over a major seventh you could play the relative minor or i suppose minor up a whole step (A minor over Gmaj7 and just watch the F natural?)

    and so on...

    but what does this really give you? i listen to pat martino, and i'm not really sure i hear him doing this, and i'm just not sure of the advantage. i'm not trying to be a jerk here, but i'm not buying the line "consistent minor feel"-- if i play an E minor line over a G major sound I hear G major.

    it just seems like an awful lot of thinking...

  11. #10
    Yea i see what your saying, and to some people it might seem a bit 'well duh' when it comes to just subbing a minor chord in as an extension.

    'consistent minor feel' might be more subjective than i imagine. To me, obviously, there are 3 kinds of sounds, major minor and dominant. Some players when you listen to them you can tell, ok thats a major sound, ok thats a minor sound ect ect.. but often, not always, with Pat, I hear minor minor minor minor evil minor bright minor. Even though I know the changes aren't all minor chords.

    Clearly not everyone hears things the same. I just really enjoy his style and approach, and the way I understand it he does a hell of a lot of subtle substitutions within his improvising to achieve more of a minor sound over alot of the changes.

    Thats what I'm getting at. But as I said, maybe its a bit more subjective the way it comes across to me.

  12. #11

    User Info Menu

    In response to mr. beaumont I think if you are playing and e minor triad over a g major chord i think it can sound minor because the notes of g major chord will sound like an extension of the e minor, making it e minor 7th. or if you play a minor over g maj you could get an a minor 9 sus sound or feeling.
    I think it is subjective but i also think it could be subsconscious, because i think when some people play arpeggios they will emphasise those chord tones subconsciously which will then stand out in the overall sound or emphasise the root note of the relative scale which would also stand out.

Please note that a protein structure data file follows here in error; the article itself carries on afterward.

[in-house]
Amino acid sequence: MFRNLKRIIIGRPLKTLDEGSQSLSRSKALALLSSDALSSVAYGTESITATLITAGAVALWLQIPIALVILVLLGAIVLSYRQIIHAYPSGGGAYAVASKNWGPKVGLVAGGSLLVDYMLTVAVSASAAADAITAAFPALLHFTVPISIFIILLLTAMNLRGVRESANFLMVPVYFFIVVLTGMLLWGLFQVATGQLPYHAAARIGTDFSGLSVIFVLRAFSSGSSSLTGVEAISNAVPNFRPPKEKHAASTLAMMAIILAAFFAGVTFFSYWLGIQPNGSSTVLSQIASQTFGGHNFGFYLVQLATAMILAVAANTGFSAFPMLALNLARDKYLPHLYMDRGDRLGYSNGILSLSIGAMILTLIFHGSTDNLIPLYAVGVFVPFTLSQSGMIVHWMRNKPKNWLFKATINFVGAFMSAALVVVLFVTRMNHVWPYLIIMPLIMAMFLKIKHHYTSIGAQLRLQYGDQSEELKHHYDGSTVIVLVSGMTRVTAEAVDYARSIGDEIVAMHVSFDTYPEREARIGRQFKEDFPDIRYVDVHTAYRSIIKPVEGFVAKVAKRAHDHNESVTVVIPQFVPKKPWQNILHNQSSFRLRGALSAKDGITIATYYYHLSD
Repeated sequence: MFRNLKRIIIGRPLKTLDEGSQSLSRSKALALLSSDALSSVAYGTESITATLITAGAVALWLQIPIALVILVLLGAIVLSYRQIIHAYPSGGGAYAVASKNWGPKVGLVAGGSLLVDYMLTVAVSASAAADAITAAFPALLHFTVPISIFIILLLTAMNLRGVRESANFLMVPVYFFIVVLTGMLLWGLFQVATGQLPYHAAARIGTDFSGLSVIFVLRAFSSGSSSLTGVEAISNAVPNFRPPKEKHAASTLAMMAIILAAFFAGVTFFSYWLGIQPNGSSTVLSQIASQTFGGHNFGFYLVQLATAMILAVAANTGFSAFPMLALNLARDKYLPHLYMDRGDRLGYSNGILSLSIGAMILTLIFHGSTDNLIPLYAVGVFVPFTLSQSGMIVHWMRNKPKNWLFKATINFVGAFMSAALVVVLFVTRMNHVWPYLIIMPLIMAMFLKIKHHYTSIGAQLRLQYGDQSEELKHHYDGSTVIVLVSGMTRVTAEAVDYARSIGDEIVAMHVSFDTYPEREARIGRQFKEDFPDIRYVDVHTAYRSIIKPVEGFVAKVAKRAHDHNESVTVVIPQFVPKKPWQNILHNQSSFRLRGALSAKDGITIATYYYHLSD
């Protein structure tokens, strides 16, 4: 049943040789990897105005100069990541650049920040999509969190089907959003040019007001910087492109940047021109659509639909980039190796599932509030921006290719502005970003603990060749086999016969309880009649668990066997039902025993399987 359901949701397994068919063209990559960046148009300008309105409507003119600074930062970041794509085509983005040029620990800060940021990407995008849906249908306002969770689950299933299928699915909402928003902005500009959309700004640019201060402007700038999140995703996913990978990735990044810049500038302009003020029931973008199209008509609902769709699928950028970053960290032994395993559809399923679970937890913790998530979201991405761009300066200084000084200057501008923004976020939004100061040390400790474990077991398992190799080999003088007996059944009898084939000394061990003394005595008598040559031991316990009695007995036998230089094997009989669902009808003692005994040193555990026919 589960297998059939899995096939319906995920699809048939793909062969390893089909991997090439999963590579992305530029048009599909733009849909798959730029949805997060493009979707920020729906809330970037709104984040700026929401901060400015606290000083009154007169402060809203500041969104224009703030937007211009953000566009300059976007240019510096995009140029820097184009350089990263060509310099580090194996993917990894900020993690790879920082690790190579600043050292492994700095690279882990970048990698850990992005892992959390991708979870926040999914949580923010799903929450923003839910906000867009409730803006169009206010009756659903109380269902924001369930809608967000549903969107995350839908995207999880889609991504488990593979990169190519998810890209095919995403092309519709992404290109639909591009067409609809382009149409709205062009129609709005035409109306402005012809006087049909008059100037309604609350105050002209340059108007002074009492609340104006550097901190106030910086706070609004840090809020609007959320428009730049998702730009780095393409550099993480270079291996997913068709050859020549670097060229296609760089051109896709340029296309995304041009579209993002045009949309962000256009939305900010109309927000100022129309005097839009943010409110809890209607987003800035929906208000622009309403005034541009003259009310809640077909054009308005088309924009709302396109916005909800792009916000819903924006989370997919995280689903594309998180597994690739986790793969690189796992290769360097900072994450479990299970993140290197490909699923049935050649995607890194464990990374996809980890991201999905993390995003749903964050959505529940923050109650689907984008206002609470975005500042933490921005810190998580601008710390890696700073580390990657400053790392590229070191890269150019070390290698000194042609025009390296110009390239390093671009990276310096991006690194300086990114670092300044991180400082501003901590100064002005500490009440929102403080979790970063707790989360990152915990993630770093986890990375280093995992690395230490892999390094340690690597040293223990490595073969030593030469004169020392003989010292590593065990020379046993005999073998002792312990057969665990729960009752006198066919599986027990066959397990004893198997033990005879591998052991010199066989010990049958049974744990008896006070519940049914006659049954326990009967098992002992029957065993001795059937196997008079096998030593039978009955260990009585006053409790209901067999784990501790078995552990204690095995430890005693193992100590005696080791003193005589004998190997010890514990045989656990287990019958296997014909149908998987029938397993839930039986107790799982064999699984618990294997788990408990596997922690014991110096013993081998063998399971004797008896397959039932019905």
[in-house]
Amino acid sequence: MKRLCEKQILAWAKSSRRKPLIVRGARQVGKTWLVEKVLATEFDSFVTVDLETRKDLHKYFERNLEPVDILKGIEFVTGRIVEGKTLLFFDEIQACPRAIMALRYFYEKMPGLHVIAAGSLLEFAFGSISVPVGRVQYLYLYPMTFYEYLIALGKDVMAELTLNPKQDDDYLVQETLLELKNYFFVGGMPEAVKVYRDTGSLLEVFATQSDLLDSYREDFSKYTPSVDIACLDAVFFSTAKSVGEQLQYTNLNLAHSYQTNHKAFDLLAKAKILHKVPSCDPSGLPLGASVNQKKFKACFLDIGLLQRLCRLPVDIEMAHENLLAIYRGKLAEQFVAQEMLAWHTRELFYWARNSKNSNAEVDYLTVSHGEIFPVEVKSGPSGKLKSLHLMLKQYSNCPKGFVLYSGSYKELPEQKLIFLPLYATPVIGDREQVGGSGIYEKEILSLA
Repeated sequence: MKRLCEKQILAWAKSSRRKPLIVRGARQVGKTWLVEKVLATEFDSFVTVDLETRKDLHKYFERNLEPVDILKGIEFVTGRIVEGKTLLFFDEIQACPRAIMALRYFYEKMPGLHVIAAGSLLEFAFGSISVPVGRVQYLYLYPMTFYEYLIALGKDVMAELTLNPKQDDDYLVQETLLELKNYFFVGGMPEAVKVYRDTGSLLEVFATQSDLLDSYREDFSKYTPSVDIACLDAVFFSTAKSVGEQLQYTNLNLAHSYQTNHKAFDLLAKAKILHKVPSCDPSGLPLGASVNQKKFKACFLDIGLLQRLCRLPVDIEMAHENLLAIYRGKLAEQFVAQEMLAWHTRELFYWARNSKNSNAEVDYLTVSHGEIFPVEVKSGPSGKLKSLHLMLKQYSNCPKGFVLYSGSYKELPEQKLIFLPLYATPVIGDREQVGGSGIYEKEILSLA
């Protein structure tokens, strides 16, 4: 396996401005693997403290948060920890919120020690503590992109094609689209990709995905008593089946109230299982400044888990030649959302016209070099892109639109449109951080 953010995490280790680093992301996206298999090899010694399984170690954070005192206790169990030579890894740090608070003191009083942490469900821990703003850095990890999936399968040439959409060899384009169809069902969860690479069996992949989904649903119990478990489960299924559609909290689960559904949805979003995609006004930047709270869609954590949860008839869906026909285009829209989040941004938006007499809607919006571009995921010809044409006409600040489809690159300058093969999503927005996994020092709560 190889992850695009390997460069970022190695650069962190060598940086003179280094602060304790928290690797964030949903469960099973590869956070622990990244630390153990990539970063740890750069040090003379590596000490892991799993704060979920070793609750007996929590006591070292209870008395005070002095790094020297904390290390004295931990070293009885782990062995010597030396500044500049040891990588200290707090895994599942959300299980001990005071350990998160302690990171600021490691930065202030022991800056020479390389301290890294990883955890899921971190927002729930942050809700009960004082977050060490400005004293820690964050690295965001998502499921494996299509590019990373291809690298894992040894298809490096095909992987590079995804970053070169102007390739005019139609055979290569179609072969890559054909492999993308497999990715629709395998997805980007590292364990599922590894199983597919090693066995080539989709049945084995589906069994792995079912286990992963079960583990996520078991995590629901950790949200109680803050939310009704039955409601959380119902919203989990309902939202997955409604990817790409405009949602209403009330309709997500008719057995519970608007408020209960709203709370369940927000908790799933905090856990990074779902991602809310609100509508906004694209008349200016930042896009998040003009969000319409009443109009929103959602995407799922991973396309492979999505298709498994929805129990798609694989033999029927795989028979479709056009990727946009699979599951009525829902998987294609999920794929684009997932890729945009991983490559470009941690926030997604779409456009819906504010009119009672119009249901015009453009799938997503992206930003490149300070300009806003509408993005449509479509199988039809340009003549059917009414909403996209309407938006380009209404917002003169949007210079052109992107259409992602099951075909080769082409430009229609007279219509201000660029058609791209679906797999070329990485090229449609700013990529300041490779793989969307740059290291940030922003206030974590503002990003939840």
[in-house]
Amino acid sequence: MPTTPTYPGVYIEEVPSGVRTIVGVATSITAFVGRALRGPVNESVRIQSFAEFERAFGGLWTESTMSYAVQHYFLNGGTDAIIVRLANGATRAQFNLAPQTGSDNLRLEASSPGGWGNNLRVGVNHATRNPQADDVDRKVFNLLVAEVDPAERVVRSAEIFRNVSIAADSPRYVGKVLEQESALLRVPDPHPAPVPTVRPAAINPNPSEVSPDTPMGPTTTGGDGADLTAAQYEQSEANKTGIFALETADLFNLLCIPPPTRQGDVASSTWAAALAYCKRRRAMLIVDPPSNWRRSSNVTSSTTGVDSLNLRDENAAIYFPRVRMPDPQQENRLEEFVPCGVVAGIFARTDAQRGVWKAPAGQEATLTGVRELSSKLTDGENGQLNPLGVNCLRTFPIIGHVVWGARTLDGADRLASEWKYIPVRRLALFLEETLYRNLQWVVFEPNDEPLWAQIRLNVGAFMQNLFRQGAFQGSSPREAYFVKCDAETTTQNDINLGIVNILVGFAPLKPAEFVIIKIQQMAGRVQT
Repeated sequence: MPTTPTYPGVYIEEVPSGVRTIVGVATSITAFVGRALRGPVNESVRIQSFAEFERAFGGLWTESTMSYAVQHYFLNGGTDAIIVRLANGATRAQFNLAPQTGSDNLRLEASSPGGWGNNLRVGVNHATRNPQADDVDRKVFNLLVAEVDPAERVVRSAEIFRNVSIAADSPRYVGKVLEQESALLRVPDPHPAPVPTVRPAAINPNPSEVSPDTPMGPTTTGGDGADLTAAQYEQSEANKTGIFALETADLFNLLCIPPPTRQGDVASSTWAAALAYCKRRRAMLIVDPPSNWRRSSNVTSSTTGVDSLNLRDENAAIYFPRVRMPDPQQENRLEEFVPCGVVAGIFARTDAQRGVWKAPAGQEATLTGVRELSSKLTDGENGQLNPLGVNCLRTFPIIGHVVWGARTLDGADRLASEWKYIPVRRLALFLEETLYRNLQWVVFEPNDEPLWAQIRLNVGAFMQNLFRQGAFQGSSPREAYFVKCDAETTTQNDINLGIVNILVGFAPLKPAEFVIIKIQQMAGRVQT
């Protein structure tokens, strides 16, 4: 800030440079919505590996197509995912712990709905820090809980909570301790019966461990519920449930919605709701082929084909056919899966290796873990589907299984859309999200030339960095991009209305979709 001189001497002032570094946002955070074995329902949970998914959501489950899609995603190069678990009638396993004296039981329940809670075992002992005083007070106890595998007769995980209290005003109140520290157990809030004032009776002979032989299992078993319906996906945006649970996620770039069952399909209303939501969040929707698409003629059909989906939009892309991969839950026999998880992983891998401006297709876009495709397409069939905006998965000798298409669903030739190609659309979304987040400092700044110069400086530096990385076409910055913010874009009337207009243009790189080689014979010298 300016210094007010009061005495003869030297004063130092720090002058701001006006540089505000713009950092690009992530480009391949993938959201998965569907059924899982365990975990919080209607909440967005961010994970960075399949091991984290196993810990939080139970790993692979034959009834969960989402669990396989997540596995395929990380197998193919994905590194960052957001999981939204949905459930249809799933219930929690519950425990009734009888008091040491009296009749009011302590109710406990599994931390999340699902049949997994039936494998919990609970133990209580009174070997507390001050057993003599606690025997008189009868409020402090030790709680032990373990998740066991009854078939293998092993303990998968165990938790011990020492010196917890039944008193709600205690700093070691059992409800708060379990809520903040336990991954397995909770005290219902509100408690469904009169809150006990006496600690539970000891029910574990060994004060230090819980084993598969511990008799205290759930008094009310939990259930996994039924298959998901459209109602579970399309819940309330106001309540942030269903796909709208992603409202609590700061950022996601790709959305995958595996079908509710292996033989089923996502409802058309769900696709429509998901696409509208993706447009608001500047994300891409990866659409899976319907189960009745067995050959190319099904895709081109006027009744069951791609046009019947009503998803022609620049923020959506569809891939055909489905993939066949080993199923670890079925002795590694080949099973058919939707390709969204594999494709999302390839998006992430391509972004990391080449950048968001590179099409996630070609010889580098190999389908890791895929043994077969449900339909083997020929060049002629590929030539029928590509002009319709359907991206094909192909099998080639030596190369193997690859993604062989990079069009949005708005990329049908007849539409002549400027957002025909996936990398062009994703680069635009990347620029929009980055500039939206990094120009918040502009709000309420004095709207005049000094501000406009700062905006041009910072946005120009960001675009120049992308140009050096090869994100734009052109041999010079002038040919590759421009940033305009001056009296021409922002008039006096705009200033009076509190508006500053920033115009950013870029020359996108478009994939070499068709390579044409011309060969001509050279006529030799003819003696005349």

13. #12

    User Info Menu

    My first post here, so let me know if this has been gone over a thousand times...

    This is my take on the minorising concept (I haven't studied Pat's approach- so this may not be the same thing):

    Over C Maj7 you can play pentatonic minors, or minor arpeggios, or even blues scales on E, G and B - I particularly love the B pentatonic minor over C Maj7.

    Over Dm7 - play minors (same as above) on D, E and A

    Over G7 - play minors on B, D and Bb, especially if you play a G7#9 chord underneath (but you don't have to - a plain G7 will do).

    So, in a sequence such as Dm7/G7/CMaj7/A7 - you could play Pentatonic minors on A/Bb/B/C - very cool!

    Miss Otis

  14. #13

    User Info Menu

    Miss Otis,

    I don't hear Pat playing pentatonics. I have seen him live a couple times, and hve 4-5 of his discs, and that is a sound I don't hear from him. I certainly could be wrong however.

    I posted some of what you mention a couple months ago, as I was exposed to the concept of using various minor pents over maj, minor and dom chords this summer at National Guitar Workshop.

    Very cool stuff. I have yet to explore it as much as I should. Thanks for reminding me of these possibilities and welcome to the group.

  15. #14

    User Info Menu

    OK. Maybe I was a little off-topic. But it's good to be here, and I look forward to reading all the other posts. Cheers.

  16. #15

    User Info Menu

    I don't think it was off topic at all. I just don't hear Pat using pents. Hey that rhymes.

    It is another way to utilize minor tonalities over other chord types, and highly useful since most of us have the minor pent shapes burned into our muscle memory. Which is why I find this whole idea so useful.

    So much of the challenge of jazz guitar is the muscle memory. Anytime we can take something we already know and utilize it in different ways, it seems very smart to me.

    Not very many short cuts in jazz, so use everything you can to its fullest is a great idea.

  17. #16

    User Info Menu

    I have looked at Pat's approach for some time now and also tried to tie it together with other approaches like Joe Pass' and the Lydian Chromatic approach. (My wife says I should get a life)